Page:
By CCN.com: The U.S. Army Twitter account got some mixed reactions from an adorable, but questionable video upload Saturday. The Army’s official Twitter posted a video of a toddler, too young to pronounce a single word correctly, singing “the Army song.”
Last year the U.S. Army missed its recruitment target for the first time since 2005. That was when the carnage and danger of the Iraq War were in full swing. Earlier this year Business Insider reported that the Army is still having trouble finding enough recruits.
As a result, it’s planning to expand its outreach programs to younger prospects, even some as young as 12. Dr. E. Casey Wardynski, the Army assistant secretary for manpower and reserve affairs, says:
“We have to confront this question of, will we wait until they’re 17, or will be start talking to them at age 12, 13, 14, 15, when they form the set of things they are thinking about doing with their life?”
This approach raises ethical questions.
Army soldiers are honorable, but they are also practically one step above slaves. They are required to give up all individuality or care for self. They are expected to follow orders to enter the chaos of armed combat and be willing to sacrifice their lives in battle.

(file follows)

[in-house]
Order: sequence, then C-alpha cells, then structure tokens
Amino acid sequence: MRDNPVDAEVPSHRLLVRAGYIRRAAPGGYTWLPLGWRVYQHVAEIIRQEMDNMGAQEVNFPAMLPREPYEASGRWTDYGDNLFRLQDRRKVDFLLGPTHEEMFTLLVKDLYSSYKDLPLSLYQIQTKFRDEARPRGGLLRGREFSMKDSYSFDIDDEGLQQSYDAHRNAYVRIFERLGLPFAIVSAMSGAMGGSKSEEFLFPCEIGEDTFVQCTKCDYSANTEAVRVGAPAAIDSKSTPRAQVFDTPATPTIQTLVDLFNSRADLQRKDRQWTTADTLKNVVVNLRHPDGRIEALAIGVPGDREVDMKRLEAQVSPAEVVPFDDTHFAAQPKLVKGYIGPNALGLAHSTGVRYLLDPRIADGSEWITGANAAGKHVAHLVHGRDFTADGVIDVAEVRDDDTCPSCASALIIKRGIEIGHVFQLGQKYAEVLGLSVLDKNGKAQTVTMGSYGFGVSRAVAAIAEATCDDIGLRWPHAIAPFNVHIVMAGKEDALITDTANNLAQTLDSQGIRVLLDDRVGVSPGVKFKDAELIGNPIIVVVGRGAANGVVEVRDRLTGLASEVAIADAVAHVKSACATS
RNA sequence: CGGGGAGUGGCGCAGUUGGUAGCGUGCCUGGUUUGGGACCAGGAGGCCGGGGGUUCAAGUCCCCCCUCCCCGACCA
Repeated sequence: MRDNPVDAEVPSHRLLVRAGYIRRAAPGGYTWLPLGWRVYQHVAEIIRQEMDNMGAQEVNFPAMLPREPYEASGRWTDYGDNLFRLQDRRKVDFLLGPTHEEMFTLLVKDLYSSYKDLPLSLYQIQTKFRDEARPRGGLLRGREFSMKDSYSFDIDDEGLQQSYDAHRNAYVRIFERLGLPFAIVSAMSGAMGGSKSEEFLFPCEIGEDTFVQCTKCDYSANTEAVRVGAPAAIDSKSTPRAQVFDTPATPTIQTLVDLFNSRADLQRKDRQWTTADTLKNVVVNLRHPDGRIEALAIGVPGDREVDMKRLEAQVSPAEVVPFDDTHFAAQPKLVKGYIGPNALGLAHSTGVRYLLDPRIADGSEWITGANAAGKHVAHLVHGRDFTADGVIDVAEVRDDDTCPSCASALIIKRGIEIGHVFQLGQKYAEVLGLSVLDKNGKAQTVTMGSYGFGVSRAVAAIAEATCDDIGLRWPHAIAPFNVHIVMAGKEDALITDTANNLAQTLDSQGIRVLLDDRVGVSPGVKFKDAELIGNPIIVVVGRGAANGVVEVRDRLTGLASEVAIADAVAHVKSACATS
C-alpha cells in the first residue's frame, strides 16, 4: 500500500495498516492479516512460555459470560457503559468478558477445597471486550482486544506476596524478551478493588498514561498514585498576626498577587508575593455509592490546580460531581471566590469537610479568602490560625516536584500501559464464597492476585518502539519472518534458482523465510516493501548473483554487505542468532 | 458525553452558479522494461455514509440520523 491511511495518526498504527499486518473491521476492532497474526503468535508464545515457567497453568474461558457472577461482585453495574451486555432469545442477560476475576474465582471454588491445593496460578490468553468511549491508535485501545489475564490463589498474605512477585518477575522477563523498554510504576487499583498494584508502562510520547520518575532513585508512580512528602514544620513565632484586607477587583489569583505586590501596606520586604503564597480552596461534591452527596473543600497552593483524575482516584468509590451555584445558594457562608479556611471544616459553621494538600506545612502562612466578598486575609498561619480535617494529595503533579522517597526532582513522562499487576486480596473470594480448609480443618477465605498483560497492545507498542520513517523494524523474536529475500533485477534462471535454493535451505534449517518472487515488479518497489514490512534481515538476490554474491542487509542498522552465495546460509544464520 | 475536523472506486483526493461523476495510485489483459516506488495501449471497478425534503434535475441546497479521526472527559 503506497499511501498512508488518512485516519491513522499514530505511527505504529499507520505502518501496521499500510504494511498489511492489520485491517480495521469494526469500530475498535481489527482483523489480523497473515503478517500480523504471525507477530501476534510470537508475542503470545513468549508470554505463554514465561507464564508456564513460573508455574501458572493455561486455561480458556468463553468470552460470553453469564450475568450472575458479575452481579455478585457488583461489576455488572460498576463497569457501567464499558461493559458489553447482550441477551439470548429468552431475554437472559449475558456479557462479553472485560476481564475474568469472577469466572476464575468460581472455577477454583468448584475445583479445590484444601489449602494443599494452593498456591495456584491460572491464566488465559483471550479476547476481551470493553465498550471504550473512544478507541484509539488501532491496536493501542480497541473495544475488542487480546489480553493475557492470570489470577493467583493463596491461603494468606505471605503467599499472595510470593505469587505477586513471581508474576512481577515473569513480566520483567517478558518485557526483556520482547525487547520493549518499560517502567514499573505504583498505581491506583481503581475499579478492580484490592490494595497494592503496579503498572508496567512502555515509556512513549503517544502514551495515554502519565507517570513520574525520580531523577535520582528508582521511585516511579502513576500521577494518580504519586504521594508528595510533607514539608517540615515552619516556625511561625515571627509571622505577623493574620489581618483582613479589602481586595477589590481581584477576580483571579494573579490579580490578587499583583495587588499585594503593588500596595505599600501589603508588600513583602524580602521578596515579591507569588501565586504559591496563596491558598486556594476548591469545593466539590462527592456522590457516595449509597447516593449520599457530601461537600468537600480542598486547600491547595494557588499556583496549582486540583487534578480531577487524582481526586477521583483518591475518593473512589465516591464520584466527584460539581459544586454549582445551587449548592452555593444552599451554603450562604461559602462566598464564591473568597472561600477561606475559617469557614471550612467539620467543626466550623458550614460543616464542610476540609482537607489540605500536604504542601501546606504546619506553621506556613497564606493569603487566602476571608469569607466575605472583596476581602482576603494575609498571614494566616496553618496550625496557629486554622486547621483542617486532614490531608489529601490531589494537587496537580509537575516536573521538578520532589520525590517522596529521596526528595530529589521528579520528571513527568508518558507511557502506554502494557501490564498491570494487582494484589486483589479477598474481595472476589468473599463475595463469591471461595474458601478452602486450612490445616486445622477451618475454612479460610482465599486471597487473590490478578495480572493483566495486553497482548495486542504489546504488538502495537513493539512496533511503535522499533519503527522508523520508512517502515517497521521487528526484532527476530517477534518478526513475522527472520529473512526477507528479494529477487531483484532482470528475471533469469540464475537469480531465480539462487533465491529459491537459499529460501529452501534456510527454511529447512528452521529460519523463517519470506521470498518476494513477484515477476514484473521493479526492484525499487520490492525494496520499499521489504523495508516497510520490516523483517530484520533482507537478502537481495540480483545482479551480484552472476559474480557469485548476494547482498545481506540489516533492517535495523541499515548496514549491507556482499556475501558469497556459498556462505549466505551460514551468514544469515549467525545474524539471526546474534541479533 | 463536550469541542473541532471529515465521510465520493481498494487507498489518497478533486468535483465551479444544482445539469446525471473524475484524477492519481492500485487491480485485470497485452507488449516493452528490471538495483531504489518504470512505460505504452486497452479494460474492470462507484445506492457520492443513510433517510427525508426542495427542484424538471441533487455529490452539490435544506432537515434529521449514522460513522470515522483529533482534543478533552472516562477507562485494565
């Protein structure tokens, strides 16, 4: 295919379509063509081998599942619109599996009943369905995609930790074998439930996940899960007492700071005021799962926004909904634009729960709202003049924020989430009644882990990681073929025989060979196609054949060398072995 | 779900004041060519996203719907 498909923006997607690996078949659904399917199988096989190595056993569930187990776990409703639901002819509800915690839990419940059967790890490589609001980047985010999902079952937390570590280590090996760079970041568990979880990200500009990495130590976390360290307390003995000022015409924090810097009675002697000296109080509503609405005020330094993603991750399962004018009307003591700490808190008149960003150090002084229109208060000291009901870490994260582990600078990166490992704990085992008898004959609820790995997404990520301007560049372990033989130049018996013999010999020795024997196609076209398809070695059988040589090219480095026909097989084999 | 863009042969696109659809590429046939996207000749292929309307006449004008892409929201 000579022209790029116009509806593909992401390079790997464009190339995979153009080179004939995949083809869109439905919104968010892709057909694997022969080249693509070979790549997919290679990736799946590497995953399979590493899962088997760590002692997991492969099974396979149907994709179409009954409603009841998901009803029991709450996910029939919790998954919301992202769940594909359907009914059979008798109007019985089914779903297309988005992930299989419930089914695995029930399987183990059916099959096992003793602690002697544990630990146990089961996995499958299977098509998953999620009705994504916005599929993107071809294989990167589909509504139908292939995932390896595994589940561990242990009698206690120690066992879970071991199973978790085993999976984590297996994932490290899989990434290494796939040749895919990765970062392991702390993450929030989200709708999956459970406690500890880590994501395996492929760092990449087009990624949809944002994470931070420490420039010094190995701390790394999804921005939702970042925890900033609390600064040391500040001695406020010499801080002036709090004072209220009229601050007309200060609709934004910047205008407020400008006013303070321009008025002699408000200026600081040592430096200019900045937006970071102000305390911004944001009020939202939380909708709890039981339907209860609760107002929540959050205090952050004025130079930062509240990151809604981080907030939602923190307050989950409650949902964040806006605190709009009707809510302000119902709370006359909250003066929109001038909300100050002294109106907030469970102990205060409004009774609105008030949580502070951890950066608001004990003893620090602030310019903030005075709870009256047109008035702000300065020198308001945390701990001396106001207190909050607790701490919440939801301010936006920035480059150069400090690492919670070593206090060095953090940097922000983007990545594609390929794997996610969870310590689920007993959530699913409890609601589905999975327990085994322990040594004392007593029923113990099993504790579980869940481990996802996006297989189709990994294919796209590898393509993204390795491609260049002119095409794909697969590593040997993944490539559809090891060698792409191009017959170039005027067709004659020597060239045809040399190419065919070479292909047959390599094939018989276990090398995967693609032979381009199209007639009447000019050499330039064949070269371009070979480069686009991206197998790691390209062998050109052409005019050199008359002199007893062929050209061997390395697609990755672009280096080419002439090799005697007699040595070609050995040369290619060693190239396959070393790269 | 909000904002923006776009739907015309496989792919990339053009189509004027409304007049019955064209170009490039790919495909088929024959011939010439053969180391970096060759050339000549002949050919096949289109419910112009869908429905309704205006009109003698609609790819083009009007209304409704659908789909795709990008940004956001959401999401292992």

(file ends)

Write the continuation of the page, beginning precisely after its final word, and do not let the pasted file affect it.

Is it ethical for the Department of Defense to directly influence minor children to consider altering the entire trajectory of their lives by joining the Army? Is it fair to gloss this reality over and glorify military service to impressionable youths?
Did The Army Violate Twitter’s Content Policy?
Interestingly Twitter’s content policy does explicitly forbid the glorification of violence.
“You may not threaten violence against an individual or a group of people. We also prohibit the glorification of violence. Glorifying violent acts could inspire others to take part in similar acts of violence.”
Undoubtedly the U.S. Army’s express purpose in using social media is to glorify violence to inspire potential recruits to sign up and replicate violent acts that cause real offline harm. Twitter, however, makes an exception for “state actors.”
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